Thumbing their noses at government pay czar Ken Feinberg, five high-ranking executives at AIG have threatened to resign
if their compensation gets significantly cut. The execs are protesting a move, announced in October, to slash
of top brass at seven bailed-out firms. While bloggers are castigating the
executives for their ultimatum, some business writers say Feinberg's pay
restrictions aren't helping banks or taxpayers. As the showdown
continues to unfold, the WSJ
reports that two execs may have rescinded their threat. Here's what finance bloggers are saying:
- Pressure's On Feinberg, observes Paul Smalera at The Big Money: "Their announcement makes Feinberg’s already difficult job that much
tougher. Feinberg has to balance compensation with preservation of
talent at the firms he has oversight of. In essence, he must
decide whether these executives, or any of the top 75 earners in the
company (all of whom are subject to his authority), are replaceable.
And he has to do it by year's end, which, thanks to the provisions of
AIG’s executive severance plan, is the deadline on which those
executives could quit and still collect benefits."
- We're Talking a Lot of Money, writes Lita Epstein
at Daily Finance: "Salaries aren't the only issue at stake for these
five executives. They
also want to preserve their ability to collect severance payments...
Only about two dozen individuals have this protection, and the five who
threatened to quit want to do so before they lose it. Those severance
packages must be huge to encourage anyone to quit in this job market."
- Calling the Government's Bluff, notes Douglas A. McIntyre at 24/7 Wall Street: "In the case of AIG, Wall St. bankers have decided to call the bluff
of pay czar Kenneth Feinberg. It may put pressure on him to back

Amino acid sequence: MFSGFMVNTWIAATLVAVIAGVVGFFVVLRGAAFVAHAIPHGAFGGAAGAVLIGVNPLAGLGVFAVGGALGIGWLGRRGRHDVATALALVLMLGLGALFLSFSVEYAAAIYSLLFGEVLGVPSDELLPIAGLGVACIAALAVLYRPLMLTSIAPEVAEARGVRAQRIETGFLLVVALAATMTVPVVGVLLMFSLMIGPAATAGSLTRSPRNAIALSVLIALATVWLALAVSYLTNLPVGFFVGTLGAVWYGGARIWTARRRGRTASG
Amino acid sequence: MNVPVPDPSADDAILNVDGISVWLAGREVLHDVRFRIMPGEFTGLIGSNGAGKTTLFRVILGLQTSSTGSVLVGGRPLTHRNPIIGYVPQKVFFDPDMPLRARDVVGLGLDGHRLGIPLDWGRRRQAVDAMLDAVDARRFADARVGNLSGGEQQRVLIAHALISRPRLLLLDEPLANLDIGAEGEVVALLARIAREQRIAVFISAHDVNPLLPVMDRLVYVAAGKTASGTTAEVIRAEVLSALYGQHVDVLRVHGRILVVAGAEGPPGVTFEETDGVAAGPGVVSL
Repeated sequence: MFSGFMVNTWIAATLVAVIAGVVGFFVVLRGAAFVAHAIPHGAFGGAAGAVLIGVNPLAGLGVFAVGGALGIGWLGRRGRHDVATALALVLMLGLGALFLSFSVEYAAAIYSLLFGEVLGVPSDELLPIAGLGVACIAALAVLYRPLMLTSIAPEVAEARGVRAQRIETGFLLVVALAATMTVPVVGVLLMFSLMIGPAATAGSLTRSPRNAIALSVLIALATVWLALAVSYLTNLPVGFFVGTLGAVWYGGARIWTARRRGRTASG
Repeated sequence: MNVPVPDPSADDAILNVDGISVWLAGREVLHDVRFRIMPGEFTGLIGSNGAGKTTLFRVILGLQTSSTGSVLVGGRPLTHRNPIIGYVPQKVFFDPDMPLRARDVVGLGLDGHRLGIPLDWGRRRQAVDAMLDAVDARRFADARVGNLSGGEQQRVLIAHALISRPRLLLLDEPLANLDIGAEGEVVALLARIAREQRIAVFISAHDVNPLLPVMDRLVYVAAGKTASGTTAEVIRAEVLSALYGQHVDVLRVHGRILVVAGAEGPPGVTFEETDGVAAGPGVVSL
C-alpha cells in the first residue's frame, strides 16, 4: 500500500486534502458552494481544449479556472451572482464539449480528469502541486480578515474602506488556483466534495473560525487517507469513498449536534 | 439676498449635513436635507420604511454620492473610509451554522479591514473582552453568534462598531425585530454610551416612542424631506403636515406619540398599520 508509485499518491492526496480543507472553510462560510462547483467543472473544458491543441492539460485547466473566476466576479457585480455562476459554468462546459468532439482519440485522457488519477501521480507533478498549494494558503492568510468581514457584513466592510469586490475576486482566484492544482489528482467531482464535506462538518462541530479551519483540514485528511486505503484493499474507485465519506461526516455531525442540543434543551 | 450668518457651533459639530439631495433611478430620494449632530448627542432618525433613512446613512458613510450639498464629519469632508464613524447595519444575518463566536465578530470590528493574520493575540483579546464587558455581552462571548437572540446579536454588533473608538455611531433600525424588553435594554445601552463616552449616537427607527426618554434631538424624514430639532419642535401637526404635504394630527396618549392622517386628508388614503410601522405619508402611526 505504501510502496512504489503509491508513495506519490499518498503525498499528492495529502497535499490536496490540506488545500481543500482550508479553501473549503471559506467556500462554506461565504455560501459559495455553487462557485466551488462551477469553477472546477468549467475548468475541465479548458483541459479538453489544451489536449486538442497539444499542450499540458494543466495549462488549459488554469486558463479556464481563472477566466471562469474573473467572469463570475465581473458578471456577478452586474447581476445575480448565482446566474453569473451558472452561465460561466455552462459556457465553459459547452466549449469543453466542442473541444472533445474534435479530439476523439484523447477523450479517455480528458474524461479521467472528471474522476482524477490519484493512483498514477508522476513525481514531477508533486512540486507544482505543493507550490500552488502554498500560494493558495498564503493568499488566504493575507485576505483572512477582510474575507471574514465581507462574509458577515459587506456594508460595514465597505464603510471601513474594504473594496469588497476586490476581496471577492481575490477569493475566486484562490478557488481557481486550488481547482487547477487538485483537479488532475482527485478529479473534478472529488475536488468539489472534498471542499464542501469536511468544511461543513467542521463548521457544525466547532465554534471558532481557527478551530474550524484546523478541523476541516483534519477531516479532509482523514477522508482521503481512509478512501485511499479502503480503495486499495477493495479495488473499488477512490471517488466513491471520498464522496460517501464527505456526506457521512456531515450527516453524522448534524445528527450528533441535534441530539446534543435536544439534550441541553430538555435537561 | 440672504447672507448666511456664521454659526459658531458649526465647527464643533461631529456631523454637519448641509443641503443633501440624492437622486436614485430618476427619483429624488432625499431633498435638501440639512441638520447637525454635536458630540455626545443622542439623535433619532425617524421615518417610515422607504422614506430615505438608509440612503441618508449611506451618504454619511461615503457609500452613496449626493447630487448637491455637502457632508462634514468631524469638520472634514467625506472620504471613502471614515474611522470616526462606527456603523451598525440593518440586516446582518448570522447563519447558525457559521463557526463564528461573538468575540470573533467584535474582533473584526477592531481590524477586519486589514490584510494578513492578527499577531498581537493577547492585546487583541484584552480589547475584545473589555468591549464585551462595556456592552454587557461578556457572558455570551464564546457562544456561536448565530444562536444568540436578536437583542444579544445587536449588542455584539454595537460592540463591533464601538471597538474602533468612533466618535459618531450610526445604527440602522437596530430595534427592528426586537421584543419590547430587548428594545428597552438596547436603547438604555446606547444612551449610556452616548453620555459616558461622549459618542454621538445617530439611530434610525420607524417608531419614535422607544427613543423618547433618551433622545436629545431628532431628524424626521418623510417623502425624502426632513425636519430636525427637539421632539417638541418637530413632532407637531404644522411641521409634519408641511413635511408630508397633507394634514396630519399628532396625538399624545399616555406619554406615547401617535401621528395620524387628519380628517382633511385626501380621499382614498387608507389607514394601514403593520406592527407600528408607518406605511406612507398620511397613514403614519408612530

down from some of his radical caps on banker compensation particularly
if the banks losing the people can convince him that the employees are
critical to future profits.
Feinberg’s aggressive stance on what bankers at firms that still
have government money can be paid was always a high stakes gamble."
- Underpaid and Over-Hated. Wouldn't You Resign? writes Vincent Fernando at The Business Insider: "Whatever one 'feels' they should be paid, when an entire market is
willing to offer them a much higher rate, you need to be practical and
realistic. Getting the right people is important to shareholder value,
and to do so you need to pay the market rate for talent. You can't let
your 'feel' for proper pay trump massive evidence in the market of what
the actual level is."
- Give Me a Break, writes Ravi Somalya
at Gawker: They're hardly starving; they're currently limited to
$500,000 — or about $1400 a day — by the terms of the bailout. To put
that in perspective surgeons earn about $330,000 at the top end...Does
William Dooley, the head of AIG's financial services division, the
same division that drove the company to catastrophe, and who is among
those the Wall Street Journal report is threatening to quit, provide more good to society? (That was a rhetorical question. The answer is no.)"
Want to add to this story? Let us know in comments
or send an email to the author at
jhudson at theatlantic dot com.
You can share ideas for stories on the Open Wire.